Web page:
Trevor Gallop, TMF tutor, writes……..
Marketers. We’re fantastic. We make sure people have the chance to hear about all the great stuff available to them. We make it possible for them to make choices. We entertain, educate inform and, by creating interest, excitement and desire in existing and potential customers, we keep the wheels of industry moving to meet the ever changing wants, needs and desires of the public. We are an important part of the process of economic recovery for our country!
But are we as useful and as positive a force for good as we like to think?
Aren’t we the people who encourage the public to buy food and drinks that are bad for them – damaging their health and perhaps shortening their lives?
Don’t we create the campaigns that promote waste by incentivising people to buy more food than they need or use, through promotions and other marketing collateral designed to distort demand?
Isn’t it us who encourage people to buy affordable, ‘disposable’ fashion, created in sweat shops in less privileged parts of the world, such as Bangladesh, to replace garments that don’t need replacing, contributing to a throw-away society, mindlessly consuming resources?
And should we really be seducing people to desire cars that can attain speeds of 150 plus miles per hour, in a country with a speed limit of 70mph, by using marketing to build a peripheral story around the brand based on image, prestige and an aspirational life style that has nothing to do with getting from A to B?
Where am I going with this? Well, it’s obvious, isn’t it? My question is, simply, is there a morality to marketing that we don’t acknowledge as fully as we should in our text books and marketing courses, and, dare I say it, in our marketing departments?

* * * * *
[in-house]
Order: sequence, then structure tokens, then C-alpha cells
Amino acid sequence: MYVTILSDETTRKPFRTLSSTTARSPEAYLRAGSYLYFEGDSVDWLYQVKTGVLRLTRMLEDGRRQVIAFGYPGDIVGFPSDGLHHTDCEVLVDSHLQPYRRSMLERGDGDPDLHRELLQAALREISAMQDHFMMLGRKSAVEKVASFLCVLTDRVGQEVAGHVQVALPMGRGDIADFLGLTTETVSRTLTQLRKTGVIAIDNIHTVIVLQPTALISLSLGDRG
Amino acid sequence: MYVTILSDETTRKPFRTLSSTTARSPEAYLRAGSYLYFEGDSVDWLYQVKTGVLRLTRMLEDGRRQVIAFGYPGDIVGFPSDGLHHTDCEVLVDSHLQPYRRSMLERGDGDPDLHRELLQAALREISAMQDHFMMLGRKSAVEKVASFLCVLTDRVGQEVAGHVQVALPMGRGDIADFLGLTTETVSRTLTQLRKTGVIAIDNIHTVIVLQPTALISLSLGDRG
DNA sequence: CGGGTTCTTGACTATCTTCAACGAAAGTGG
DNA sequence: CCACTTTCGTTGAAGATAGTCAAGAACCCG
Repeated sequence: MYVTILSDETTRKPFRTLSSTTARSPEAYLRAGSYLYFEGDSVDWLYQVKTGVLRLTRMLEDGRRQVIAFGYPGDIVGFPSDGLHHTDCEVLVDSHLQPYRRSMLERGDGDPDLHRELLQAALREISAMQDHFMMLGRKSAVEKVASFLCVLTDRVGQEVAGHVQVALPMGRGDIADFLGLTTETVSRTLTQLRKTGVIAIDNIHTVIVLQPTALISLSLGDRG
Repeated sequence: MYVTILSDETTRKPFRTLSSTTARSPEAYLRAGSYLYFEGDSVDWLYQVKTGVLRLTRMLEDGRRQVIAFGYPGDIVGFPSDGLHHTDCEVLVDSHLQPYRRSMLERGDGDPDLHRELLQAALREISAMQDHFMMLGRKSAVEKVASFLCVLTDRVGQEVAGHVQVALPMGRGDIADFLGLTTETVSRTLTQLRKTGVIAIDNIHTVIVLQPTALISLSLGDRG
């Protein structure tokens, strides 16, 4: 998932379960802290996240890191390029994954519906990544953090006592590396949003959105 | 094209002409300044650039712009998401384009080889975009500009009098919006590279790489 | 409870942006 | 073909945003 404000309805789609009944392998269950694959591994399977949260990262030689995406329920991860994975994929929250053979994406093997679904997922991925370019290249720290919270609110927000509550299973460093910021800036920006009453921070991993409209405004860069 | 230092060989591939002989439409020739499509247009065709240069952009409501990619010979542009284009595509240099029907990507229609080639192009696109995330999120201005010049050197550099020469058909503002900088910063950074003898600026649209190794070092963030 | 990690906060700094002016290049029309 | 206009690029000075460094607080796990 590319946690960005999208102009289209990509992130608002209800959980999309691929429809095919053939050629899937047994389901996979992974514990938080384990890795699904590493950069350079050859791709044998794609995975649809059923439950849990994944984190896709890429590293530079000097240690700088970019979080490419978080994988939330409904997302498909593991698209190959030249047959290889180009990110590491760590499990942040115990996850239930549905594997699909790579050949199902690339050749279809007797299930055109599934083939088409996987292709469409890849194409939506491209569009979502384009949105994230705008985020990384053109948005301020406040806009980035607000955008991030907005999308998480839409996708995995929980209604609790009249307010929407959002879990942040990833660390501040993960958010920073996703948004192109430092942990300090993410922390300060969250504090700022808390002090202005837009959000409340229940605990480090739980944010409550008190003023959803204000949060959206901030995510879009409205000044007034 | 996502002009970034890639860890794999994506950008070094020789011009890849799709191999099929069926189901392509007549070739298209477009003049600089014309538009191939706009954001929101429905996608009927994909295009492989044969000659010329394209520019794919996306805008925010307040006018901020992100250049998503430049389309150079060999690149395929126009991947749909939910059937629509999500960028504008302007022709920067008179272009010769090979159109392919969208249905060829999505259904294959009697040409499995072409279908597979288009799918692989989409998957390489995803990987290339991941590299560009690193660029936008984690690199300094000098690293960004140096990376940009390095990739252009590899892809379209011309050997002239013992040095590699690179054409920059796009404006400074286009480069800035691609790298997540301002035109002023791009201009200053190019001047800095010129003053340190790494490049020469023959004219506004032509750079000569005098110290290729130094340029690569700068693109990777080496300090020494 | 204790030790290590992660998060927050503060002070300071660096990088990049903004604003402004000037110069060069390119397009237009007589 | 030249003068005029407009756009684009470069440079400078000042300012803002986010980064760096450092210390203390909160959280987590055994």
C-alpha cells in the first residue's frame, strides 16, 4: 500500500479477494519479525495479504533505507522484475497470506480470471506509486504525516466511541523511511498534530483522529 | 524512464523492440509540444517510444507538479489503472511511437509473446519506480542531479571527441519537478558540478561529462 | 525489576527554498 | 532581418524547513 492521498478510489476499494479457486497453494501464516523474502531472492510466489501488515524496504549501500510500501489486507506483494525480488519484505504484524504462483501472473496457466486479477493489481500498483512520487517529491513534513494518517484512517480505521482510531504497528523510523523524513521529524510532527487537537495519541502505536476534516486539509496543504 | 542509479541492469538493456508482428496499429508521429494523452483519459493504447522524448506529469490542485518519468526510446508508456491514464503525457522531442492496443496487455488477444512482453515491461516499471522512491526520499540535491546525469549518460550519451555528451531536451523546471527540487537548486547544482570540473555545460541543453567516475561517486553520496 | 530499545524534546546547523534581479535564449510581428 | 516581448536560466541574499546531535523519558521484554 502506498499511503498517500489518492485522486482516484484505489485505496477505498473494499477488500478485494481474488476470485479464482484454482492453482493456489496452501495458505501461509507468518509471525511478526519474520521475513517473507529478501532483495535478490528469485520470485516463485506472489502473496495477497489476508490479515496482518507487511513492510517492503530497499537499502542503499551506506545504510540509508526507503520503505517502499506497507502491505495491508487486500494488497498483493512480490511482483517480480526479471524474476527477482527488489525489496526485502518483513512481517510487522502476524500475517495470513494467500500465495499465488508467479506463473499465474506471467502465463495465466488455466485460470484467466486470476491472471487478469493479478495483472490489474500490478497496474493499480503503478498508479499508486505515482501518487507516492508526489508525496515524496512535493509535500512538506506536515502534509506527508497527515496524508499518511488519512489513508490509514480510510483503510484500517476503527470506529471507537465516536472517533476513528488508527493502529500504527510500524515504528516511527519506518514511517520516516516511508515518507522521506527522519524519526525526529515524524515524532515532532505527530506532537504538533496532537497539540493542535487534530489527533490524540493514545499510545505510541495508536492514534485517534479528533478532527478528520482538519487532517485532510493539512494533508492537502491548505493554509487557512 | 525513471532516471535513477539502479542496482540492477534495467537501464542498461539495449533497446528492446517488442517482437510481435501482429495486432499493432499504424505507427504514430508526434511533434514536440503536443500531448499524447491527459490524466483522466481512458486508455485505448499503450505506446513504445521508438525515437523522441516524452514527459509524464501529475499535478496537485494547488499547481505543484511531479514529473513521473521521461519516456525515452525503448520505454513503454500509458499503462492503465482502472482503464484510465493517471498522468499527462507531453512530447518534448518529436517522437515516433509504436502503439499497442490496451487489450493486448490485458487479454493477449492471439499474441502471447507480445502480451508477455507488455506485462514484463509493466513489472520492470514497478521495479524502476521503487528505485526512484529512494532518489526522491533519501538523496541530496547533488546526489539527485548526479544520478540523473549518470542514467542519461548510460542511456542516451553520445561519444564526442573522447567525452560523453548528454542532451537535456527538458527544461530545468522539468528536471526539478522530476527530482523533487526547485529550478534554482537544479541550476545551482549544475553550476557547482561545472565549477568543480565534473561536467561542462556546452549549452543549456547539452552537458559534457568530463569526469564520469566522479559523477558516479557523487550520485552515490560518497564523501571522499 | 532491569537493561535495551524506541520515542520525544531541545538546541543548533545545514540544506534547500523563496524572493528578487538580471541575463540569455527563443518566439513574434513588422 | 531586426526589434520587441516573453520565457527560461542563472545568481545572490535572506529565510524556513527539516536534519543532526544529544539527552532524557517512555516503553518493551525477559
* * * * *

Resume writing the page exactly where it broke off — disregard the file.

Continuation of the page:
Pay day loan companies like, for example, Wonga, had people doing their marketing for them. They targeted a particular marketing segment with a suite of products which were regarded by many as not offering the best solution to a number of their customers’ needs. And, of course, someone, somewhere, once upon a time, was doing the marketing for PPI and Endowment Mortgage products.
Someone, somewhere, is behind the TV advertisements designed to foster pester power from children to buy toys that won’t meet their expectations. The aeroplane that won’t fly…. The space monster that won’t walk and fire laser fuelled bolts of molten lava and the Royal Fairy Princess doll that won’t transport little Amelia into an enchanting wonderland of educational, imaginative play, enhanced by a range of changes of outfits, accessories and hairstyles…
So, my question is, as a profession and as a discipline, do we always think enough about what we are really doing as marketers, why we are doing it and what the consequences for customers may be.
Many times, probably most times, what we do is of unquestionable value. It meets a legitimate need and delivers qualitative and tangible benefits. But Marketing is probably the nearest thing our civilisation has to genuine social engineering. Marketing does change tastes, attitudes, behaviours, lifestyles…..
The Chartered Institute of Marketing’s definition of marketing is:
‘Marketing is the management process responsible for identifying, anticipating and satisfying customer requirements profitably.’ (CIM)
Did you notice?
Nothing about ethics, morality or Corporate Social Responsibility there…..
Perhaps, as Marketers, we should be thinking a bit more carefully about how we, personally play our part. What do you think?